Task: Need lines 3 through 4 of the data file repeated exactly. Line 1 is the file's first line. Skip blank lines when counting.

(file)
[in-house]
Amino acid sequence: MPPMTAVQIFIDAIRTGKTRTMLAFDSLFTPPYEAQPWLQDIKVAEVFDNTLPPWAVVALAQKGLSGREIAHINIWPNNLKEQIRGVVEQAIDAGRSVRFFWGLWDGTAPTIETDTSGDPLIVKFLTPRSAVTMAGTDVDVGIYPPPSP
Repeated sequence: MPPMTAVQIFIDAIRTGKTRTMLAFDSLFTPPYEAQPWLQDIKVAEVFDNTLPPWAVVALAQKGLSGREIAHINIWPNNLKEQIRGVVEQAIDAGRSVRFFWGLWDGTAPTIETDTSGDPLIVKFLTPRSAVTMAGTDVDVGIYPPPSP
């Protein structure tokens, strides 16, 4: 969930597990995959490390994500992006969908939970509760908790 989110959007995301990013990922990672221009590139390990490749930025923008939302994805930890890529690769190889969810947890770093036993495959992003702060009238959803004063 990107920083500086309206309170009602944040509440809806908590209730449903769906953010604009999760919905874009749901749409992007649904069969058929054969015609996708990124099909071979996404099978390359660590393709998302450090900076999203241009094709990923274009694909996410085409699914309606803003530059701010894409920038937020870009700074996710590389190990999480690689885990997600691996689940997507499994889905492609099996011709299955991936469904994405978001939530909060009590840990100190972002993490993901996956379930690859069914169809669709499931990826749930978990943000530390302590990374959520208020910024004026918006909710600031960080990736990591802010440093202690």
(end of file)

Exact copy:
Repeated sequence: MPPMTAVQIFIDAIRTGKTRTMLAFDSLFTPPYEAQPWLQDIKVAEVFDNTLPPWAVVALAQKGLSGREIAHINIWPNNLKEQIRGVVEQAIDAGRSVRFFWGLWDGTAPTIETDTSGDPLIVKFLTPRSAVTMAGTDVDVGIYPPPSP
């Protein structure tokens, strides 16, 4: 969930597990995959490390994500992006969908939970509760908790 989110959007995301990013990922990672221009590139390990490749930025923008939302994805930890890529690769190889969810947890770093036993495959992003702060009238959803004063 990107920083500086309206309170009602944040509440809806908590209730449903769906953010604009999760919905874009749901749409992007649904069969058929054969015609996708990124099909071979996404099978390359660590393709998302450090900076999203241009094709990923274009694909996410085409699914309606803003530059701010894409920038937020870009700074996710590389190990999480690689885990997600691996689940997507499994889905492609099996011709299955991936469904994405978001939530909060009590840990100190972002993490993901996956379930690859069914169809669709499931990826749930978990943000530390302590990374959520208020910024004026918006909710600031960080990736990591802010440093202690």